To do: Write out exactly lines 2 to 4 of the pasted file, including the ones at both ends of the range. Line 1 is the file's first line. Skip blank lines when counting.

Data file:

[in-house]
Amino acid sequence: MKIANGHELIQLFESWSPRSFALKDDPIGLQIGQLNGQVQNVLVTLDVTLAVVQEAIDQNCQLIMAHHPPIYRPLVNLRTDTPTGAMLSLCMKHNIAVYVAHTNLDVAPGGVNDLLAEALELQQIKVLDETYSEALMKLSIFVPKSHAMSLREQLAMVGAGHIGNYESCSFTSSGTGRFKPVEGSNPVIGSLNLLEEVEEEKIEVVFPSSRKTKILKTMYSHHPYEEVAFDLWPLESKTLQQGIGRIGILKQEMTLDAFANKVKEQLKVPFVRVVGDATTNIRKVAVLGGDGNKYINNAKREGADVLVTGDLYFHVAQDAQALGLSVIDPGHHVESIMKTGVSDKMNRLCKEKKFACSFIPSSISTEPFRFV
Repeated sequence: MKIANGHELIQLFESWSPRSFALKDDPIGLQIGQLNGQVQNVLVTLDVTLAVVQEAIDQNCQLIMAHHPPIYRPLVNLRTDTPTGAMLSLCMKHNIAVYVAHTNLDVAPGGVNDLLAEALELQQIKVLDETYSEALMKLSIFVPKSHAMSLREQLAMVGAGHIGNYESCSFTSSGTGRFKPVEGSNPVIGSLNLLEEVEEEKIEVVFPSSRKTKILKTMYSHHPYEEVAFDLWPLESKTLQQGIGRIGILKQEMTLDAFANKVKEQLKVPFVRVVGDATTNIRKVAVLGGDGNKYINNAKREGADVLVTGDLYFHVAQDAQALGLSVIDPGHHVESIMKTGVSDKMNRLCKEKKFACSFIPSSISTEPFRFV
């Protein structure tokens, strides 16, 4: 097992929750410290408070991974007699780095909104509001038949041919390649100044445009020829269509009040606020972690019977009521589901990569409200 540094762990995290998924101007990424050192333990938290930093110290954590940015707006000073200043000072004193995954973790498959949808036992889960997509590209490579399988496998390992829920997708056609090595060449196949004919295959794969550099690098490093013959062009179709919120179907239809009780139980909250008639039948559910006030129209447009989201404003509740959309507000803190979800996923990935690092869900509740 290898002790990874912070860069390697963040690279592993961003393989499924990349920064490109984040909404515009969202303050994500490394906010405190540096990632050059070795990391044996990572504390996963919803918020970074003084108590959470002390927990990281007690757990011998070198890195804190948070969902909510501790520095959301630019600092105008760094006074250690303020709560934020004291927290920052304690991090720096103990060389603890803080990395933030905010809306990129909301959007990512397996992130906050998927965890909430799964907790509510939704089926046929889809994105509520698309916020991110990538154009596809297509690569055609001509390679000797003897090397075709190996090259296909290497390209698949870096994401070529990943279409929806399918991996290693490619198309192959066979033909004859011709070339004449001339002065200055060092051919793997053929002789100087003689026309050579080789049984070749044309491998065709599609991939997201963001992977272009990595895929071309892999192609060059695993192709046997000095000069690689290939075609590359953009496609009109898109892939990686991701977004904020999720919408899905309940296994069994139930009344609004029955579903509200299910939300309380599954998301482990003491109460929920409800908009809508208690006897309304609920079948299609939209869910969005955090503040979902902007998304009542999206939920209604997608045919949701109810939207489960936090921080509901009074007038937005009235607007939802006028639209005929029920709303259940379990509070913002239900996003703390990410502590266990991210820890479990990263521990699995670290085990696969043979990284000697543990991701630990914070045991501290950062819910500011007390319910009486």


Amino acid sequence: MKIANGHELIQLFESWSPRSFALKDDPIGLQIGQLNGQVQNVLVTLDVTLAVVQEAIDQNCQLIMAHHPPIYRPLVNLRTDTPTGAMLSLCMKHNIAVYVAHTNLDVAPGGVNDLLAEALELQQIKVLDETYSEALMKLSIFVPKSHAMSLREQLAMVGAGHIGNYESCSFTSSGTGRFKPVEGSNPVIGSLNLLEEVEEEKIEVVFPSSRKTKILKTMYSHHPYEEVAFDLWPLESKTLQQGIGRIGILKQEMTLDAFANKVKEQLKVPFVRVVGDATTNIRKVAVLGGDGNKYINNAKREGADVLVTGDLYFHVAQDAQALGLSVIDPGHHVESIMKTGVSDKMNRLCKEKKFACSFIPSSISTEPFRFV
Repeated sequence: MKIANGHELIQLFESWSPRSFALKDDPIGLQIGQLNGQVQNVLVTLDVTLAVVQEAIDQNCQLIMAHHPPIYRPLVNLRTDTPTGAMLSLCMKHNIAVYVAHTNLDVAPGGVNDLLAEALELQQIKVLDETYSEALMKLSIFVPKSHAMSLREQLAMVGAGHIGNYESCSFTSSGTGRFKPVEGSNPVIGSLNLLEEVEEEKIEVVFPSSRKTKILKTMYSHHPYEEVAFDLWPLESKTLQQGIGRIGILKQEMTLDAFANKVKEQLKVPFVRVVGDATTNIRKVAVLGGDGNKYINNAKREGADVLVTGDLYFHVAQDAQALGLSVIDPGHHVESIMKTGVSDKMNRLCKEKKFACSFIPSSISTEPFRFV
């Protein structure tokens, strides 16, 4: 097992929750410290408070991974007699780095909104509001038949041919390649100044445009020829269509009040606020972690019977009521589901990569409200 540094762990995290998924101007990424050192333990938290930093110290954590940015707006000073200043000072004193995954973790498959949808036992889960997509590209490579399988496998390992829920997708056609090595060449196949004919295959794969550099690098490093013959062009179709919120179907239809009780139980909250008639039948559910006030129209447009989201404003509740959309507000803190979800996923990935690092869900509740 290898002790990874912070860069390697963040690279592993961003393989499924990349920064490109984040909404515009969202303050994500490394906010405190540096990632050059070795990391044996990572504390996963919803918020970074003084108590959470002390927990990281007690757990011998070198890195804190948070969902909510501790520095959301630019600092105008760094006074250690303020709560934020004291927290920052304690991090720096103990060389603890803080990395933030905010809306990129909301959007990512397996992130906050998927965890909430799964907790509510939704089926046929889809994105509520698309916020991110990538154009596809297509690569055609001509390679000797003897090397075709190996090259296909290497390209698949870096994401070529990943279409929806399918991996290693490619198309192959066979033909004859011709070339004449001339002065200055060092051919793997053929002789100087003689026309050579080789049984070749044309491998065709599609991939997201963001992977272009990595895929071309892999192609060059695993192709046997000095000069690689290939075609590359953009496609009109898109892939990686991701977004904020999720919408899905309940296994069994139930009344609004029955579903509200299910939300309380599954998301482990003491109460929920409800908009809508208690006897309304609920079948299609939209869910969005955090503040979902902007998304009542999206939920209604997608045919949701109810939207489960936090921080509901009074007038937005009235607007939802006028639209005929029920709303259940379990509070913002239900996003703390990410502590266990991210820890479990990263521990699995670290085990696969043979990284000697543990991701630990914070045991501290950062819910500011007390319910009486």